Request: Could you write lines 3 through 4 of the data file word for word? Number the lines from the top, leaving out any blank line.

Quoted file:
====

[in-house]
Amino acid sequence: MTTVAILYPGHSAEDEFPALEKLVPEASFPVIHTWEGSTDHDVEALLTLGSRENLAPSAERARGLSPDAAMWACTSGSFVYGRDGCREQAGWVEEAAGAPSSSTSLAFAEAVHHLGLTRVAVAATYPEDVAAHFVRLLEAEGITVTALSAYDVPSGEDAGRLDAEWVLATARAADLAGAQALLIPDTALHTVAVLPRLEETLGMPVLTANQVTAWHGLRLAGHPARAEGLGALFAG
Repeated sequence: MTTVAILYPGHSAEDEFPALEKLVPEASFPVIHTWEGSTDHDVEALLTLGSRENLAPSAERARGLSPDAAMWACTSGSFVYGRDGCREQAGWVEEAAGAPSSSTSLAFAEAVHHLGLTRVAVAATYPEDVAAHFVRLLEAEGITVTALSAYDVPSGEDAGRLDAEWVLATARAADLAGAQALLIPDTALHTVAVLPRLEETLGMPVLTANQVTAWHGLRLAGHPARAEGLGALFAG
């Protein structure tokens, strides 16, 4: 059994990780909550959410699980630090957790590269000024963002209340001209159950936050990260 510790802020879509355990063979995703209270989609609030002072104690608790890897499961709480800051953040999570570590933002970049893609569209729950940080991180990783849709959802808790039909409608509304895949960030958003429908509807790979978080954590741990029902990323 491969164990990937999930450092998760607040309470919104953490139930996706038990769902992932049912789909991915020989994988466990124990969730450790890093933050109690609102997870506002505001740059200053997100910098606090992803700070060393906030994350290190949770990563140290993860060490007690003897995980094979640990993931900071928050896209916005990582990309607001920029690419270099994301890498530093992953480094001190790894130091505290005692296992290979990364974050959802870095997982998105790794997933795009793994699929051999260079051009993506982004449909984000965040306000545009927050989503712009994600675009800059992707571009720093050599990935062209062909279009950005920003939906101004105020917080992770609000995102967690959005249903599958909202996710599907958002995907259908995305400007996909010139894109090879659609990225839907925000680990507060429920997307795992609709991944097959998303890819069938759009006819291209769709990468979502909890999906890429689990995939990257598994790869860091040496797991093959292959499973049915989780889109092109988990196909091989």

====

Repeated sequence: MTTVAILYPGHSAEDEFPALEKLVPEASFPVIHTWEGSTDHDVEALLTLGSRENLAPSAERARGLSPDAAMWACTSGSFVYGRDGCREQAGWVEEAAGAPSSSTSLAFAEAVHHLGLTRVAVAATYPEDVAAHFVRLLEAEGITVTALSAYDVPSGEDAGRLDAEWVLATARAADLAGAQALLIPDTALHTVAVLPRLEETLGMPVLTANQVTAWHGLRLAGHPARAEGLGALFAG
């Protein structure tokens, strides 16, 4: 059994990780909550959410699980630090957790590269000024963002209340001209159950936050990260 510790802020879509355990063979995703209270989609609030002072104690608790890897499961709480800051953040999570570590933002970049893609569209729950940080991180990783849709959802808790039909409608509304895949960030958003429908509807790979978080954590741990029902990323 491969164990990937999930450092998760607040309470919104953490139930996706038990769902992932049912789909991915020989994988466990124990969730450790890093933050109690609102997870506002505001740059200053997100910098606090992803700070060393906030994350290190949770990563140290993860060490007690003897995980094979640990993931900071928050896209916005990582990309607001920029690419270099994301890498530093992953480094001190790894130091505290005692296992290979990364974050959802870095997982998105790794997933795009793994699929051999260079051009993506982004449909984000965040306000545009927050989503712009994600675009800059992707571009720093050599990935062209062909279009950005920003939906101004105020917080992770609000995102967690959005249903599958909202996710599907958002995907259908995305400007996909010139894109090879659609990225839907925000680990507060429920997307795992609709991944097959998303890819069938759009006819291209769709990468979502909890999906890429689990995939990257598994790869860091040496797991093959292959499973049915989780889109092109988990196909091989």